Matt Parker (KYC SiteScan) talked about the intricacies of underwriting a new merchant: “Why have I been blessed with this account?” “Is this a real business?” “Who are the real owners?” “What are they doing, and how are they treating cardholders?” Today new merchants expect to be set up in a day! This puts great pressure on rapid and thorough underwriting and finding red flags immediately.
Melissa Kirk (Billing Tree) talked about how merchants are getting their merchant accounts through their software now. The merchant focus is on their G/L software, not the merchant account, but that must work seamlessly always. You have to build a rocket ship that will provide a merchant account, a gateway account, and a connection for the customer. In setting up endpoints, be attentive to other people’s APIs, focus on omnichannel, and look for IVRs.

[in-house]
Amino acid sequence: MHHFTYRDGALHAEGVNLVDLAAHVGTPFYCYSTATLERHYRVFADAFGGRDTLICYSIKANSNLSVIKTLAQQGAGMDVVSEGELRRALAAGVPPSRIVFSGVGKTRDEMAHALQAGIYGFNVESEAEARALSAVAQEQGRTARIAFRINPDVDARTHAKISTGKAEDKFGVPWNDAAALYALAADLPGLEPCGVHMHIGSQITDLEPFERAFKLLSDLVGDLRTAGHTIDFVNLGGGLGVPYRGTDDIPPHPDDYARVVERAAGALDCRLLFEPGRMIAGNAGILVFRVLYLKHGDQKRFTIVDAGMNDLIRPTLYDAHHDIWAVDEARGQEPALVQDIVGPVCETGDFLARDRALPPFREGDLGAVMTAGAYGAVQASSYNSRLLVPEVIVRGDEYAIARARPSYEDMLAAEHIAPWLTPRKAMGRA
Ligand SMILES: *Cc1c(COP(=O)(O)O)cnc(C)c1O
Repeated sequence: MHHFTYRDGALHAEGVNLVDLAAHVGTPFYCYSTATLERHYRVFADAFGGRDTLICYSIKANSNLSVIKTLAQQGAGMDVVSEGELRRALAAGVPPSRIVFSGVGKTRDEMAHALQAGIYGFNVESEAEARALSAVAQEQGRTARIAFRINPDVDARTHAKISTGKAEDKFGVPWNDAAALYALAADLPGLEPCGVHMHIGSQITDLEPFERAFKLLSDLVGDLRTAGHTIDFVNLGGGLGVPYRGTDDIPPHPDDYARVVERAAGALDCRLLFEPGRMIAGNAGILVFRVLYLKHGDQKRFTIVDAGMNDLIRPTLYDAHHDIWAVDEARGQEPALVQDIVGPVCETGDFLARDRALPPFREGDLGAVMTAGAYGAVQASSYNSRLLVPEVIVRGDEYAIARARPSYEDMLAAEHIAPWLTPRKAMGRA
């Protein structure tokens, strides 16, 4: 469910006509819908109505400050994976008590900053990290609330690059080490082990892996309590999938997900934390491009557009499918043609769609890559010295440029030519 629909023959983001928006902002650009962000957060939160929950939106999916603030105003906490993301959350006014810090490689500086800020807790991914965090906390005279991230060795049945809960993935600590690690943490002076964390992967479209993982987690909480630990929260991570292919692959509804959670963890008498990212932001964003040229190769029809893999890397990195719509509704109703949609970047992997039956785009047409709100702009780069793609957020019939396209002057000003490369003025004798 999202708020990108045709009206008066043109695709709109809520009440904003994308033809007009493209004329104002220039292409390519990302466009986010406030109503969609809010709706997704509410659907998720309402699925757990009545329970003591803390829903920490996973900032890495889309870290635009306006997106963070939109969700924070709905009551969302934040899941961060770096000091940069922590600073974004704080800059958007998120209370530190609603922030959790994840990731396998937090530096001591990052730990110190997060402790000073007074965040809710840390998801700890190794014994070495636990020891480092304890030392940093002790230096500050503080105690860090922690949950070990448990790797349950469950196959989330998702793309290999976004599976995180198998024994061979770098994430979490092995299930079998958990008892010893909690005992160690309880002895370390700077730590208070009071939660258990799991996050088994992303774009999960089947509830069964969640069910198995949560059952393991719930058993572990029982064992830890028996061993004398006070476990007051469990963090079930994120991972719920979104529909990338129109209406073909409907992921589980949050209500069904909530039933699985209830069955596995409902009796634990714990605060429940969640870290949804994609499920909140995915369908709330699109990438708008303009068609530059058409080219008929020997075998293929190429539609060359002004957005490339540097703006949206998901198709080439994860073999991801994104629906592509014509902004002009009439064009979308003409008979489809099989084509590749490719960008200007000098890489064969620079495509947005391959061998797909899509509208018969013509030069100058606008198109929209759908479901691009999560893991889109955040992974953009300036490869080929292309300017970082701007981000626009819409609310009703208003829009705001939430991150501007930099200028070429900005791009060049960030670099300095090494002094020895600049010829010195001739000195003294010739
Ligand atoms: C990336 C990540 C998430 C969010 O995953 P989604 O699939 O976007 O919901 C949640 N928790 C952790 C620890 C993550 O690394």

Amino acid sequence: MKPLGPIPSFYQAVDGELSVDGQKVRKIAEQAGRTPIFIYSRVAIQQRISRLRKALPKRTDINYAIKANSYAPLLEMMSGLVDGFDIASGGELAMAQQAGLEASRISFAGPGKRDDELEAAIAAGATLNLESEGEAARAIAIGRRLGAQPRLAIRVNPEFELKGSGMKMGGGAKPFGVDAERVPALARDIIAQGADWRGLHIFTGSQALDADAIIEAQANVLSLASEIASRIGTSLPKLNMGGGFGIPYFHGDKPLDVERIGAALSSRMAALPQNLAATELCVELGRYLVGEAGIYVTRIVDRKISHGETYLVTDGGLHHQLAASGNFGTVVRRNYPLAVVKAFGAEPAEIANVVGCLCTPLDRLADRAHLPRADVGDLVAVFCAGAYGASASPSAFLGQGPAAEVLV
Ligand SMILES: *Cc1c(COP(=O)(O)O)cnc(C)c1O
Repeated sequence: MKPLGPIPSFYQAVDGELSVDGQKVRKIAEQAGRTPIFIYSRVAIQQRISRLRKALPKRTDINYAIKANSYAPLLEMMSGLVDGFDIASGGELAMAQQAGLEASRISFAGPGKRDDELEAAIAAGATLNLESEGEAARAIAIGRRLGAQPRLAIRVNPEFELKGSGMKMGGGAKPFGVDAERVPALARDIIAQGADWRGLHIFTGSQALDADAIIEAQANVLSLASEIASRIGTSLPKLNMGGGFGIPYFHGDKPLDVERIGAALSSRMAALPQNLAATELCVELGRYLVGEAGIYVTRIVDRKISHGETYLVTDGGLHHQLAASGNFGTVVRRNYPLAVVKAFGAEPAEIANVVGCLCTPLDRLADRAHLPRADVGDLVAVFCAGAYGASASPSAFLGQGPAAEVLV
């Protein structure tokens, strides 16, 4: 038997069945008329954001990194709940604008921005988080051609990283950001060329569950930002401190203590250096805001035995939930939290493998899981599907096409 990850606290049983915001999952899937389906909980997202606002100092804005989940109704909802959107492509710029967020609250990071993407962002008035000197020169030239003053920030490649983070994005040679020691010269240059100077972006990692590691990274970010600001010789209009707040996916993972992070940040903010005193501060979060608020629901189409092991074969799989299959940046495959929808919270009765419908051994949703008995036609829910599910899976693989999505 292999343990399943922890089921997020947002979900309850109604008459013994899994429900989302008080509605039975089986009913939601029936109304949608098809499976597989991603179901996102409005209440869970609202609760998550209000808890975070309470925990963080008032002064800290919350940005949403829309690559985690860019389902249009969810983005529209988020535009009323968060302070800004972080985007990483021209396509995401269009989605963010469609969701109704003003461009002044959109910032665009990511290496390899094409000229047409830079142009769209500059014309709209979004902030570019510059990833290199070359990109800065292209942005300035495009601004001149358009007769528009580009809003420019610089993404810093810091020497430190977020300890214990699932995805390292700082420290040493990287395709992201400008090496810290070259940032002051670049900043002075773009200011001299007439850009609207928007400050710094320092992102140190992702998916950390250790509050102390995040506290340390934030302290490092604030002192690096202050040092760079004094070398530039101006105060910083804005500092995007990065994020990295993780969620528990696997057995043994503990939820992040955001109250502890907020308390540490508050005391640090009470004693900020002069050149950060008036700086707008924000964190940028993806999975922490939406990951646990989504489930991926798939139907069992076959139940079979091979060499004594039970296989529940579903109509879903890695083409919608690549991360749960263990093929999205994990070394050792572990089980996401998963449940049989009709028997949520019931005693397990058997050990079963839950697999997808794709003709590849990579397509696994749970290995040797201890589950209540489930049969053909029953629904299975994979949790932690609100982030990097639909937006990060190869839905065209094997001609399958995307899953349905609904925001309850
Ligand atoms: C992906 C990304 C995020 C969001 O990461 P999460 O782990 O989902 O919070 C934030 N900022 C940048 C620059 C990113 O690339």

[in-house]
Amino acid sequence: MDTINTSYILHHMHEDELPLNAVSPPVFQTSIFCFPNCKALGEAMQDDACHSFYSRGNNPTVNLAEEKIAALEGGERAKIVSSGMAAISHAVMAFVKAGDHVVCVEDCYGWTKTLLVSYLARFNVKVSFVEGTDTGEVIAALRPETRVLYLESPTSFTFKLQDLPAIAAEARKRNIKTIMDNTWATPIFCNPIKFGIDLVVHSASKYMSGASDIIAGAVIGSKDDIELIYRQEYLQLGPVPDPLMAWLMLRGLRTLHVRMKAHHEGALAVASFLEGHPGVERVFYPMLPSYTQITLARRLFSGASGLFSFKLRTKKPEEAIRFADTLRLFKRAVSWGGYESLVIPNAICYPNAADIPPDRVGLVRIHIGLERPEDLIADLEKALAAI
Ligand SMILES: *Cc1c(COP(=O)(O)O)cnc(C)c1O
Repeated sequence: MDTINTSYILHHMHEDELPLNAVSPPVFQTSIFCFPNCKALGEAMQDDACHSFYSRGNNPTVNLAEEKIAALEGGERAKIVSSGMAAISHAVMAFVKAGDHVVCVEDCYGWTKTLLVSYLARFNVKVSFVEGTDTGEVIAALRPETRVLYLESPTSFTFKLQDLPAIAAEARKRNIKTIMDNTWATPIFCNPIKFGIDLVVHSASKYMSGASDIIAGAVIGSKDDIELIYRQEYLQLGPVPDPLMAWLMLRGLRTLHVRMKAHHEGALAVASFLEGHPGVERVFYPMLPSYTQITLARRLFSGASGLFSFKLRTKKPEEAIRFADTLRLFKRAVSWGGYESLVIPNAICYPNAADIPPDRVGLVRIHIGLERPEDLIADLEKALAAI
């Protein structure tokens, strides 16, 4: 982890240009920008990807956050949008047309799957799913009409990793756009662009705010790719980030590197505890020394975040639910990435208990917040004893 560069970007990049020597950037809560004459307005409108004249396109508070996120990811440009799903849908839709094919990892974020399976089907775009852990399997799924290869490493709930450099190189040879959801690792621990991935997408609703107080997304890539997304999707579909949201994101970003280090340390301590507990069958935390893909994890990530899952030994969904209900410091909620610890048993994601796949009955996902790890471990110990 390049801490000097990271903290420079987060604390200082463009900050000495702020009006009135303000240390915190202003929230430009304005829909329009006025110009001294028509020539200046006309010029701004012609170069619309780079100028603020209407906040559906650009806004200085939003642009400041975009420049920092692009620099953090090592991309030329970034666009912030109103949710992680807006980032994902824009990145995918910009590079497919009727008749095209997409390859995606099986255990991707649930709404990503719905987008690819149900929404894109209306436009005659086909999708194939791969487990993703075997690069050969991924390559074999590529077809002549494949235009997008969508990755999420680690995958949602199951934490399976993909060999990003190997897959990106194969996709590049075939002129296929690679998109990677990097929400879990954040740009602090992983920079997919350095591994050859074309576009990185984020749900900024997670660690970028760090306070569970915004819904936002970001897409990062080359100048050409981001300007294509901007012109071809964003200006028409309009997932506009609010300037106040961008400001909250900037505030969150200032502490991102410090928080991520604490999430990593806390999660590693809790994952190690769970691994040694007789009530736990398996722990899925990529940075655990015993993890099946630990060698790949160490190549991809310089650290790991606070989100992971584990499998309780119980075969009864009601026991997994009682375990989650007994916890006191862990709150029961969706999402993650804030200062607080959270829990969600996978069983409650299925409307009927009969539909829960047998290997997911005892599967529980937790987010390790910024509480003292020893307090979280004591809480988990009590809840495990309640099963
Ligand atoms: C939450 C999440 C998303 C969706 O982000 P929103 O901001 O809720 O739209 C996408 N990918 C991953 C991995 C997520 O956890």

Strawhecker Group (this was my favorite presentation) presented a review of M&A activity, where we have had a run of a seller’s market since 2012, with transaction value per deal increasing and buyers taking on more risk. Private equity groups do 35 percent of transactions, and they have to buy, and then they have to sell again in the next 5 – 6 years to collect on their investment! The “overhang” (amount of cash available to invest) is around trillion dollars and private equity funds must invest it or give it back. Debt is cheap. IPOs are back and fintechs are the hottest sector.
The Electronic Payments Space
Why are payments so hot? Looking at my notes, here are some thoughts on this. The payments business offers:
- Recurring revenue.
- A high degree of predictability.
- Economic resiliency.
- Maintainable margins.
- Relatively low investment required to grow the business.
- Manageable risk profile.
- Attractive growth curve.